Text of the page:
Whatever the ultimate outcome of the case against George Zimmerman for his shooting of Trayvon Martin, what has happened already is enough to turn the stomach of anyone who believes in either truth or justice.
Dick Clark, who died Wednesday at 82, was called "America's oldest teenager." That's not only because he looked so good late into life, but also because he carried with him the teen memories of those of us who grew up watching "American Bandstand" on glorious black-and-white, small-screen television sets.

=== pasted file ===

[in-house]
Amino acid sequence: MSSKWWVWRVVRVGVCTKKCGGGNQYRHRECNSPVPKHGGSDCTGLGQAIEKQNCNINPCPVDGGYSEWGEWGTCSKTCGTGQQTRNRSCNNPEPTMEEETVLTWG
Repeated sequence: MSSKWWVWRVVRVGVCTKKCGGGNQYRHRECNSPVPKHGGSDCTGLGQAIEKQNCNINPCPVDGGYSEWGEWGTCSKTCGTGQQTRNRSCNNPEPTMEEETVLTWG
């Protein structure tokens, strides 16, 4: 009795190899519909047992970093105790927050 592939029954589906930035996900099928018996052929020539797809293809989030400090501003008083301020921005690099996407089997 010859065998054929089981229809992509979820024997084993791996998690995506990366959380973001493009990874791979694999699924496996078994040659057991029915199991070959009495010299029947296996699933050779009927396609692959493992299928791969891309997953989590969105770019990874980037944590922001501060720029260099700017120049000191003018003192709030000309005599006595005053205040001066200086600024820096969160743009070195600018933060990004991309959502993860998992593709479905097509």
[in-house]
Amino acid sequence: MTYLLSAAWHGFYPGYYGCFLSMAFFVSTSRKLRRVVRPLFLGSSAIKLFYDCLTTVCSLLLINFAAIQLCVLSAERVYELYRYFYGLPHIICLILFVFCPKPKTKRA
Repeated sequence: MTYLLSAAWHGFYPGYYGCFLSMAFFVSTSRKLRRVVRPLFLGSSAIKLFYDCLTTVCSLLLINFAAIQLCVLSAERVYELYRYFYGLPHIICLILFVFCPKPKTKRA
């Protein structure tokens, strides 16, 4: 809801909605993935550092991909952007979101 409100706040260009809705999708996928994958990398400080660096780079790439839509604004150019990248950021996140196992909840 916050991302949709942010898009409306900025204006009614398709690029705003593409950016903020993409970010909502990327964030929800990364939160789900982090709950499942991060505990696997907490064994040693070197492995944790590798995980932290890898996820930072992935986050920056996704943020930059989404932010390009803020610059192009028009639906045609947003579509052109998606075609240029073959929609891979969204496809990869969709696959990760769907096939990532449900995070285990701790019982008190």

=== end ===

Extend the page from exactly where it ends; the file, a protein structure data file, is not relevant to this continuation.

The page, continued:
None of those black-on-white atrocities made anywhere near the news that the Trayvon Martin case made, and it's deliberate. Editors for the Los Angeles Times, The New York Times and the Chicago Tribune admitted to deliberately censoring information about black crime for political reasons, in an effort to "guard against subjecting an entire group of people to suspicion."
In the whole swirling political/media uproar over Trayvon Martin's shooting, only two things are indisputably clear: A 17-year-old boy is dead, and George Zimmerman shot him.
Despite refusing to jump the line for a new heart, NBC still questions whether or not former Vice President Cheney should have received one.
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